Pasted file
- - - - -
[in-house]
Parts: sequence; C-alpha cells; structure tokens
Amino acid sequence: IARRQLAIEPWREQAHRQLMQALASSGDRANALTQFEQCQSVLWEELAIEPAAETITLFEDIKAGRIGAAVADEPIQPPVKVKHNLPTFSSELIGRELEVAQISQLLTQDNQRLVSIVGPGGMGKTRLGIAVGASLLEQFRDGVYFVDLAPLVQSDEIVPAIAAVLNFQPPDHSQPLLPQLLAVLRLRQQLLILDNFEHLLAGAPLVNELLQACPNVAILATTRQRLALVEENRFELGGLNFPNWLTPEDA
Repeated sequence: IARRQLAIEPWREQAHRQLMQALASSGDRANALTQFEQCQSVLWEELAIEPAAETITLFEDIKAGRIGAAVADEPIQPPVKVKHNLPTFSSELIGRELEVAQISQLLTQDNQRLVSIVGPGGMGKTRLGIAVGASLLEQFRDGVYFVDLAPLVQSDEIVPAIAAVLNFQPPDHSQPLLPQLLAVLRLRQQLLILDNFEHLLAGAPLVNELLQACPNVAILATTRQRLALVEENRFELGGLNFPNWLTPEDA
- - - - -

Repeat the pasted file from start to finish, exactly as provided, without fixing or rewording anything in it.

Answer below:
[in-house]
Parts: sequence; C-alpha cells; structure tokens
Amino acid sequence: IARRQLAIEPWREQAHRQLMQALASSGDRANALTQFEQCQSVLWEELAIEPAAETITLFEDIKAGRIGAAVADEPIQPPVKVKHNLPTFSSELIGRELEVAQISQLLTQDNQRLVSIVGPGGMGKTRLGIAVGASLLEQFRDGVYFVDLAPLVQSDEIVPAIAAVLNFQPPDHSQPLLPQLLAVLRLRQQLLILDNFEHLLAGAPLVNELLQACPNVAILATTRQRLALVEENRFELGGLNFPNWLTPEDA
Repeated sequence: IARRQLAIEPWREQAHRQLMQALASSGDRANALTQFEQCQSVLWEELAIEPAAETITLFEDIKAGRIGAAVADEPIQPPVKVKHNLPTFSSELIGRELEVAQISQLLTQDNQRLVSIVGPGGMGKTRLGIAVGASLLEQFRDGVYFVDLAPLVQSDEIVPAIAAVLNFQPPDHSQPLLPQLLAVLRLRQQLLILDNFEHLLAGAPLVNELLQACPNVAILATTRQRLALVEENRFELGGLNFPNWLTPEDA